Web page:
18.60 26.74
0.05
13.41
0.05
Smoke condensate (10)
17.77 21.11
>0.05
16.66
>0.05
Smoke condensate (20)
15.29 26.66
0.05
18.18
>0.05

Observation: There is a lengthening of this phase during treatment in the ease of the 20-mg/kg dose of both the resin and the smoke condensate. Following treatment, a shortening is observed in the case of the 20-mg/kg resin dose.

Table 9

Comparison, against the control group, of the effects of two different doses of the resin and smoke condensate during dioestrus

 

Relative length of phase

Dose (mg/kg)

Prior to treatment (%)

During treatment (%)

P

Following treatment (%)

P

Control group
16.37 13.33   17.14  
Resin (10)
8.04 13.09
>0.05
12.98
0.05
Resin (20)
8.13 18.60
0.05
12.19
0.05
Smoke condensate (10)
17.77 25.55
0.05
19.20
>0.05
Smoke condensate (20)
16.47 21.11
0.05
18.18
0.05

Observation: There is a significant lengthening of this phase for both doses of the smoke condensate and for the 20-mg/kg dose of the resin, an effect which persists beyond the termination of the treatment.

Discussion

The results of this experiment may be briefly stated as follows:

  1. A reversible shortening of oestrus is observed with doses of 10 and 20 mg/kg of the resin (tables 1 and 2); the shortening is irreversible with doses of 10 and 20 mg of the smoke condensate (tables 3 and 4). The reason for the irreversibility may be that a cumulative effect is produced as a result of the presence in the smoke condensate of certain compounds not found in the resin, since new active compounds are generated in the pyrolysis of cannabis;

  2. Evidently, the effect on the duration of dioestrus is the most intense, as it is seen to be irreversible at both dose levels (tables 1 and 4). It may be that the duration of the experiment was too short to permit observation of the normal length of this phase;

  3. The duration of pro-oestrus is affected by only the 20-mg/kg dose of resin, when there is a significant but reversible shortening (table 2). It may be that the equilibrium compensation of this phase coupled with that of oestrus serves to counteract the lengthening of postoestrus and dioestrus produced by this dose;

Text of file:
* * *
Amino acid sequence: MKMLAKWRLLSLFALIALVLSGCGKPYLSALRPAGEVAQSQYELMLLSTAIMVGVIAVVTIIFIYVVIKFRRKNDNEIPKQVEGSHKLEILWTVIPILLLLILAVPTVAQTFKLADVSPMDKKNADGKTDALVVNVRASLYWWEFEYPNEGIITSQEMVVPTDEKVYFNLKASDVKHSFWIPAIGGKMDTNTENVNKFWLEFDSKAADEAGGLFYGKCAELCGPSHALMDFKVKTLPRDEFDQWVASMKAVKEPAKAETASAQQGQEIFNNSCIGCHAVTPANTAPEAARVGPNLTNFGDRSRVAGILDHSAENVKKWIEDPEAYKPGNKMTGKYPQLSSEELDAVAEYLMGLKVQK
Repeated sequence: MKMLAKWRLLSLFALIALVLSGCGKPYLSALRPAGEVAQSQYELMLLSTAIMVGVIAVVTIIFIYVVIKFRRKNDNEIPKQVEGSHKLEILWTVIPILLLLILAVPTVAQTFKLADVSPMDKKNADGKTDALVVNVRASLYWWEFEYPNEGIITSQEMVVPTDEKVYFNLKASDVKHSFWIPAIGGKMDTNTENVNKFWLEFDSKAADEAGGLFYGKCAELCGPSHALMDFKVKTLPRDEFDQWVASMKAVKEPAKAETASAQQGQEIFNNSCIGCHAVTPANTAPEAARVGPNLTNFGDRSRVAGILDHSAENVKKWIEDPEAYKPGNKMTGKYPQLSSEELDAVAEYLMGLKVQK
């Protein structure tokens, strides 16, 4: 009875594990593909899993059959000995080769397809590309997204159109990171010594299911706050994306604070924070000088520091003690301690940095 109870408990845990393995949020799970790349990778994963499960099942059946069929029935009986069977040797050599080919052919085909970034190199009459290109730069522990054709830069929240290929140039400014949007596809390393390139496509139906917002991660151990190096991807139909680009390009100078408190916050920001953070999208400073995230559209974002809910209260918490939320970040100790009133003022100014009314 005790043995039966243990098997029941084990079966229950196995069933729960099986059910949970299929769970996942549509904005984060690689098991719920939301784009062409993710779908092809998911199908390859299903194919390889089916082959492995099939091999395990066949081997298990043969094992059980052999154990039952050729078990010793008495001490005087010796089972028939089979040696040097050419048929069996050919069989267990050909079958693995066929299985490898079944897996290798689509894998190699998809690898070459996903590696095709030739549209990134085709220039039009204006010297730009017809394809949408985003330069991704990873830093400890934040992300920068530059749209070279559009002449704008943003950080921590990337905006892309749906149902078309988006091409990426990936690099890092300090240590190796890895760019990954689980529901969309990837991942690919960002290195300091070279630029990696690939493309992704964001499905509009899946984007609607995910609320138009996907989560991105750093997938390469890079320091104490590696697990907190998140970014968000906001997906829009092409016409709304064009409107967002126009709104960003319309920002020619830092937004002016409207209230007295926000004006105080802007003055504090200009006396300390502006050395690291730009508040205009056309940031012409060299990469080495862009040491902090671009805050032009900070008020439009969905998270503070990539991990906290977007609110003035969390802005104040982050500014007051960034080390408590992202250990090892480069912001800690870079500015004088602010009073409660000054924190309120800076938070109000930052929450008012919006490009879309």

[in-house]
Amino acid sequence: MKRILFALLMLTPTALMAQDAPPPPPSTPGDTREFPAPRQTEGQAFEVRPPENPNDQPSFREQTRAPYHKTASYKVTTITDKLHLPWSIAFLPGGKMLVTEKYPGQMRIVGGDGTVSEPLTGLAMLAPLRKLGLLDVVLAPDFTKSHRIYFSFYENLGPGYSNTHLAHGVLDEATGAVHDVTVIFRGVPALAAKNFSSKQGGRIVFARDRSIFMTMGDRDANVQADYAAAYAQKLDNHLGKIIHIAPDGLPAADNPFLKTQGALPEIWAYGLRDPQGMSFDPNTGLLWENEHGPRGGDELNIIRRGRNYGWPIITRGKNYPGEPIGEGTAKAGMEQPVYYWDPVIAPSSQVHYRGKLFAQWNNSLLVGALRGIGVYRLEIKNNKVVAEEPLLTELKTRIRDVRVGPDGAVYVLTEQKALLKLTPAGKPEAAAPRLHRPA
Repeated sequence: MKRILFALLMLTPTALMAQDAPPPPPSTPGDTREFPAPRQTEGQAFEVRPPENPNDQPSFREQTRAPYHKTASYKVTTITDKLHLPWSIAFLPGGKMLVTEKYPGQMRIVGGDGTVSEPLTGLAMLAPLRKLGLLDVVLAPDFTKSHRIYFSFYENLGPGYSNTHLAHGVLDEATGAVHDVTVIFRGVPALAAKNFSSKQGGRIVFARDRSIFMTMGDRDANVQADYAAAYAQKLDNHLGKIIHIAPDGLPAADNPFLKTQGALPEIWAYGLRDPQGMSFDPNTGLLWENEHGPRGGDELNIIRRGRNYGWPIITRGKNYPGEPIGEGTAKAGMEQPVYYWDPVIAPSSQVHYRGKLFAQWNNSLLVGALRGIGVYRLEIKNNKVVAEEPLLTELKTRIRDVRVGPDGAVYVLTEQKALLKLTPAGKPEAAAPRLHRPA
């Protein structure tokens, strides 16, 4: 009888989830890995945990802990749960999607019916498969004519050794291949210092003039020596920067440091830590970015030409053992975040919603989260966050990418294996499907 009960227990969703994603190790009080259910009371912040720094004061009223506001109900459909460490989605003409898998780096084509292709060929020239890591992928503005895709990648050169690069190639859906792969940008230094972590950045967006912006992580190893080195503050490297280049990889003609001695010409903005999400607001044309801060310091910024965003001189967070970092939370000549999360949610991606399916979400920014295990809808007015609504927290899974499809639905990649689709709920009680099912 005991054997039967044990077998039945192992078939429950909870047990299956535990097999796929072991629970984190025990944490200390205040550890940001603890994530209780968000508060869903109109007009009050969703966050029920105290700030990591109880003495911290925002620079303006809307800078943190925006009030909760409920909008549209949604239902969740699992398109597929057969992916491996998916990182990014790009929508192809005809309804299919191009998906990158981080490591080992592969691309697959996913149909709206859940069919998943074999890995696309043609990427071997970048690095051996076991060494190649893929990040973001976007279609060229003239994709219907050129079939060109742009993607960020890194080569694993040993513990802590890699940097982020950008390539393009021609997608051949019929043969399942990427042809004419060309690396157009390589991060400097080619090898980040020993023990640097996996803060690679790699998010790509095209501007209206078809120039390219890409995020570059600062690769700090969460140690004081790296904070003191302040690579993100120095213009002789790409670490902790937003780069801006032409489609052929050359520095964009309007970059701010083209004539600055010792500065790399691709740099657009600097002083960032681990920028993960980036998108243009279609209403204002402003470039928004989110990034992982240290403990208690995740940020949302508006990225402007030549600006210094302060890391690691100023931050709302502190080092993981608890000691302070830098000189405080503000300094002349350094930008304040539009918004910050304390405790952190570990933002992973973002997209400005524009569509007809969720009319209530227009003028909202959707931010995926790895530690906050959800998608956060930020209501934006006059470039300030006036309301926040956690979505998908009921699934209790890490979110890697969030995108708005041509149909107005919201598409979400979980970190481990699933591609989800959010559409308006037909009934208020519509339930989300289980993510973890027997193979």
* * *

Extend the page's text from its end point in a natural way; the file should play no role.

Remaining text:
4. The shortening observed in postoestrus and dioestrus during treatment with the control group (table 5), which is irreversible for postoestrus and reversible for dioestrus, may be due to equilibrium compensation by the reversible lengthening of pro-oestrus and the irreversible lengthening of oestrus. It should be remembered, however, that postoestrus and pro-oestrus are intermediate phases;

  5. The comparison of the duration of pro-oestrus and oestrus in the control group and that of the groups receiving 10-mg/kg and 20-mg/kg doses of resin and smoke condensate (tables 6 and 7) reveals a reversible shortening of pro-oestrus following administration of all 20-mg/kg doses of either compound, possibly due to the activity caused by the effective concentration of the active principles;

  6. The comparison of the duration of postoestrus and dioestrus in the control group with that of the groups receiving 10-mg/kg and 20-mg/kg doses of resin and smoke condensate (tables 8 and 9) reveals a reversible lengthening of both phases only following the 20-mg/kg doses both of the resin and of the smoke condensate. The explanation may be the same as in the preceding case.

Conclusions

In a study of the oestrous cycle of rats using the vaginal smear inspection method, with a preliminary period of adaptation and a two-week experimental period with and without treatment, it was possible to observe- both independently with the animals given 10-mg/kg and 20-mg/kg doses of Cannabis sativa resin and smoke condensate, and in comparison with the control group-a disturbance in the oestrous cycle as a result of the administration both of the resin and of the smoke condensate. This disturbance was pronounced in the case of the 20-mg/kg dose and more significant in the case of the smoke condensate. This can probably be explained as an effect of the dose and the presence in the smoke condensate of constituents not found in the resin. Basically, this disturbance takes the form of a shortening of oestrus and a lengthening of dioestrus, which begin, respectively, with pro-oestrus and postoestrus. This observation appears to corroborate the idea of hypothalamic-hypophysial activity with effects on hormonal-ovarian equilibrium, as indicated by some authors for the active constituents of Cannabis sativa 3. This effect may be interpreted as signalling a tendency towards diminished fertility of the animal concerned.